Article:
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Intense Seed Predation by Harvester Ants on a Rare Mustard
Ecoscience
  • Joshua P. White, Boise State University
  • Ian C. Robertson, Boise State University
Document Type
Article
Publication Date
12-1-2009
Disciplines
Abstract
Seed predation can significantly restrict the reproductive output and fitness of individual plants, and its populationlevel consequences may be most severe for plants that are rare or endangered. The Owyhee harvester ant, Pogonomyrmex salinus, actively removes the fruits and seeds of slickspot peppergrass, Lepidium papilliferum, a rare mustard endemic to Idaho. We conducted a field study to investigate the extent to which P. salinus contributes to seed loss in L. papilliferum. On average, individual L. papilliferum exposed to P. salinus experienced a direct loss of > 40% of their mature fruits, whereas plants shielded from ants suffered almost no fruit loss. More than 90% of L. papilliferum seeds placed on the ground beneath plants were scavenged by ants. All L. papilliferum fruits and seeds collected by P. salinus were returned to the ants' nests and transported below ground. A search of 30 middens revealed large quantities of empty L. papilliferum fruit husks, but no intact seeds. Thus, it does not appear that the ants benefit L. papilliferum by dispersing the plant's seeds. No seed predation was detected on plants located > 20 m from a P. salinus colony. We conclude that P. salinus is the main seed predator of L. papilliferum and that in many cases the ants remove and destroy almost all of an individual plant's seeds. Seed removal of this magnitude suggests that P. salinus may significantly limit recruitment of L. papilliferum, which could lead to further decline of this rare species.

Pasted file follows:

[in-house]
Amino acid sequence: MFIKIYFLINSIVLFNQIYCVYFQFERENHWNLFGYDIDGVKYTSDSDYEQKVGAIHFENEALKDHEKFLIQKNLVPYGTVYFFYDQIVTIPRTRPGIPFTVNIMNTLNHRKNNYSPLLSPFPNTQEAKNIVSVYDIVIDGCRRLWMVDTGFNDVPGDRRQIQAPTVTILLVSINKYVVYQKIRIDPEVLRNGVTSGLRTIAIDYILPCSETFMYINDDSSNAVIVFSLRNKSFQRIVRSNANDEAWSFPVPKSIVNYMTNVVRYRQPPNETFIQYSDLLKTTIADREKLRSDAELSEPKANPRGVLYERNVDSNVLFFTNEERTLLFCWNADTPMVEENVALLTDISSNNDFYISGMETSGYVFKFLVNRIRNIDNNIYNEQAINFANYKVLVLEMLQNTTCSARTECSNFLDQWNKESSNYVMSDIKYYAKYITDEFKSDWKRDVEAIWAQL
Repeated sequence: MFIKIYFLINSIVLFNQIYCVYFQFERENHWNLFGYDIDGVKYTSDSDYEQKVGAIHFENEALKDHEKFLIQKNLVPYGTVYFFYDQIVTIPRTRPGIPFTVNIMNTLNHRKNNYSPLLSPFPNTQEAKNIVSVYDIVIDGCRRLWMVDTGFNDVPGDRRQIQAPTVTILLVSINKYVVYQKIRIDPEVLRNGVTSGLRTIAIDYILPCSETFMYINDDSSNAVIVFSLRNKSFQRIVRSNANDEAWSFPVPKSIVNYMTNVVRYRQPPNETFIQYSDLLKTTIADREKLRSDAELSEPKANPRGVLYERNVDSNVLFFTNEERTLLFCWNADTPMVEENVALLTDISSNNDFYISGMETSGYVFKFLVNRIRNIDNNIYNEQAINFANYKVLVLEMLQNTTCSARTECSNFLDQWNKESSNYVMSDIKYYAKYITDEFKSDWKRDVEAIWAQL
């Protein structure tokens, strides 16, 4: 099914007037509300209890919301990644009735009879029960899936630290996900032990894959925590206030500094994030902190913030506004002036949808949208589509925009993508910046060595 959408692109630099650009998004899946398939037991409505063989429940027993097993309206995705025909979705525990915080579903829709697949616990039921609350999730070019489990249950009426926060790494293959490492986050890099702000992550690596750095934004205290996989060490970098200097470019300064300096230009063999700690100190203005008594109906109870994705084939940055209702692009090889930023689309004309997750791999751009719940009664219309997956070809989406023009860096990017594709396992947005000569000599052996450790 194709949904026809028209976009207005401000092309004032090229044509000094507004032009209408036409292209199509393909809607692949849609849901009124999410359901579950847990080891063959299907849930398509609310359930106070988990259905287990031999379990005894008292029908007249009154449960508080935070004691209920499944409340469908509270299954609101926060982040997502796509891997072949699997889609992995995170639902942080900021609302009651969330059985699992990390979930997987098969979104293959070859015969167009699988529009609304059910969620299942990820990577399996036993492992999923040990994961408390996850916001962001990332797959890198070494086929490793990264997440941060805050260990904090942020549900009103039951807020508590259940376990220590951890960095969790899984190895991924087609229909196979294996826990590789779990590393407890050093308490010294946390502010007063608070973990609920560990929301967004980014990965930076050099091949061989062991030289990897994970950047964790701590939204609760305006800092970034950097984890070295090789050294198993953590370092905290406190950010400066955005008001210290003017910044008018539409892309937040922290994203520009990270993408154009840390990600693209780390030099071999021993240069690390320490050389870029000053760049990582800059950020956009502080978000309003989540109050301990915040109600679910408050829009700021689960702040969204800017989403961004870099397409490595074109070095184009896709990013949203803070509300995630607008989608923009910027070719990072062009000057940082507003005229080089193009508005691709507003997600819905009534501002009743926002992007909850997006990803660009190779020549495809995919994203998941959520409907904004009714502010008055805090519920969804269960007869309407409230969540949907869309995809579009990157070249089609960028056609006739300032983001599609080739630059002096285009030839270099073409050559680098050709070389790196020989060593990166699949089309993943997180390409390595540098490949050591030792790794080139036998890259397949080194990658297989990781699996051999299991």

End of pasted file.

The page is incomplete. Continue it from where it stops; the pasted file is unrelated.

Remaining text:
Citation Information
Joshua P. White and Ian C. Robertson. "Intense Seed Predation by Harvester Ants on a Rare Mustard" Ecoscience (2009)
Available at: http://works.bepress.com/ian_robertson/5/